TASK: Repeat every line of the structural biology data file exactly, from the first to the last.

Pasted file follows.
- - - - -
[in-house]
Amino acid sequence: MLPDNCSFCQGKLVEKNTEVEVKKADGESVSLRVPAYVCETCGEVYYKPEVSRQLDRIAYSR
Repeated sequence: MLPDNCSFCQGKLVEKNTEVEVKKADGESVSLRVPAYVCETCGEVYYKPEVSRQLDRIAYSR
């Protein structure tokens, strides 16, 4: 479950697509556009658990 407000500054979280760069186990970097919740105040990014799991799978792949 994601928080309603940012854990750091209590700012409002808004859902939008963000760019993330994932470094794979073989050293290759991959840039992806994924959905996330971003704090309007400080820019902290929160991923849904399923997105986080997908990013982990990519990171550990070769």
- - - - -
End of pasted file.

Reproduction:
[in-house]
Amino acid sequence: MLPDNCSFCQGKLVEKNTEVEVKKADGESVSLRVPAYVCETCGEVYYKPEVSRQLDRIAYSR
Repeated sequence: MLPDNCSFCQGKLVEKNTEVEVKKADGESVSLRVPAYVCETCGEVYYKPEVSRQLDRIAYSR
């Protein structure tokens, strides 16, 4: 479950697509556009658990 407000500054979280760069186990970097919740105040990014799991799978792949 994601928080309603940012854990750091209590700012409002808004859902939008963000760019993330994932470094794979073989050293290759991959840039992806994924959905996330971003704090309007400080820019902290929160991923849904399923997105986080997908990013982990990519990171550990070769």